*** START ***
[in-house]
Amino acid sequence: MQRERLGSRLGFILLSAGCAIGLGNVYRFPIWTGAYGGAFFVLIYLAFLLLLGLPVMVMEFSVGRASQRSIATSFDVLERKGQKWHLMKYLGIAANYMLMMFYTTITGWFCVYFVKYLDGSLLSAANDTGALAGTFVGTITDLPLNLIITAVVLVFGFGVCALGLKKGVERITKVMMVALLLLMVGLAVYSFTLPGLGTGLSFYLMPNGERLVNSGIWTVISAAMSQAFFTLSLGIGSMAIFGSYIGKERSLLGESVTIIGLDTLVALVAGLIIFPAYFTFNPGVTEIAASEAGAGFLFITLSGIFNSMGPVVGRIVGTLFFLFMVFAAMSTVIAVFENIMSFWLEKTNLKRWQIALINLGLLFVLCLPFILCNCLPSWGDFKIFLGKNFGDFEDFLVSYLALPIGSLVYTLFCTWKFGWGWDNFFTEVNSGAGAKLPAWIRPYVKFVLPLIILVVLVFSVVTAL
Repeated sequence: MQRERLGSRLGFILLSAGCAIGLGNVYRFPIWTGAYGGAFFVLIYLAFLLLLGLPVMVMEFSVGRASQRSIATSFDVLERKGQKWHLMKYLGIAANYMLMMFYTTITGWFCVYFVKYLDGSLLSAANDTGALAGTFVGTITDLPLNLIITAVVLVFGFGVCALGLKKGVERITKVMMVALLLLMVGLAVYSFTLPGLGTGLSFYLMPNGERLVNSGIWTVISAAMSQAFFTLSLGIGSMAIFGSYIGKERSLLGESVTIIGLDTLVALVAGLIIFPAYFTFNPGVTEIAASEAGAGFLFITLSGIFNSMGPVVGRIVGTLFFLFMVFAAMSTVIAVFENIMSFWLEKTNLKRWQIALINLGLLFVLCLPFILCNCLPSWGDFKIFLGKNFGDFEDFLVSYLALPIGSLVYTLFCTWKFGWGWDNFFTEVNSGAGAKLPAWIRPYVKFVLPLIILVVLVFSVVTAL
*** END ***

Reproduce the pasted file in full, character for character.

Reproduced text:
[in-house]
Amino acid sequence: MQRERLGSRLGFILLSAGCAIGLGNVYRFPIWTGAYGGAFFVLIYLAFLLLLGLPVMVMEFSVGRASQRSIATSFDVLERKGQKWHLMKYLGIAANYMLMMFYTTITGWFCVYFVKYLDGSLLSAANDTGALAGTFVGTITDLPLNLIITAVVLVFGFGVCALGLKKGVERITKVMMVALLLLMVGLAVYSFTLPGLGTGLSFYLMPNGERLVNSGIWTVISAAMSQAFFTLSLGIGSMAIFGSYIGKERSLLGESVTIIGLDTLVALVAGLIIFPAYFTFNPGVTEIAASEAGAGFLFITLSGIFNSMGPVVGRIVGTLFFLFMVFAAMSTVIAVFENIMSFWLEKTNLKRWQIALINLGLLFVLCLPFILCNCLPSWGDFKIFLGKNFGDFEDFLVSYLALPIGSLVYTLFCTWKFGWGWDNFFTEVNSGAGAKLPAWIRPYVKFVLPLIILVVLVFSVVTAL
Repeated sequence: MQRERLGSRLGFILLSAGCAIGLGNVYRFPIWTGAYGGAFFVLIYLAFLLLLGLPVMVMEFSVGRASQRSIATSFDVLERKGQKWHLMKYLGIAANYMLMMFYTTITGWFCVYFVKYLDGSLLSAANDTGALAGTFVGTITDLPLNLIITAVVLVFGFGVCALGLKKGVERITKVMMVALLLLMVGLAVYSFTLPGLGTGLSFYLMPNGERLVNSGIWTVISAAMSQAFFTLSLGIGSMAIFGSYIGKERSLLGESVTIIGLDTLVALVAGLIIFPAYFTFNPGVTEIAASEAGAGFLFITLSGIFNSMGPVVGRIVGTLFFLFMVFAAMSTVIAVFENIMSFWLEKTNLKRWQIALINLGLLFVLCLPFILCNCLPSWGDFKIFLGKNFGDFEDFLVSYLALPIGSLVYTLFCTWKFGWGWDNFFTEVNSGAGAKLPAWIRPYVKFVLPLIILVVLVFSVVTAL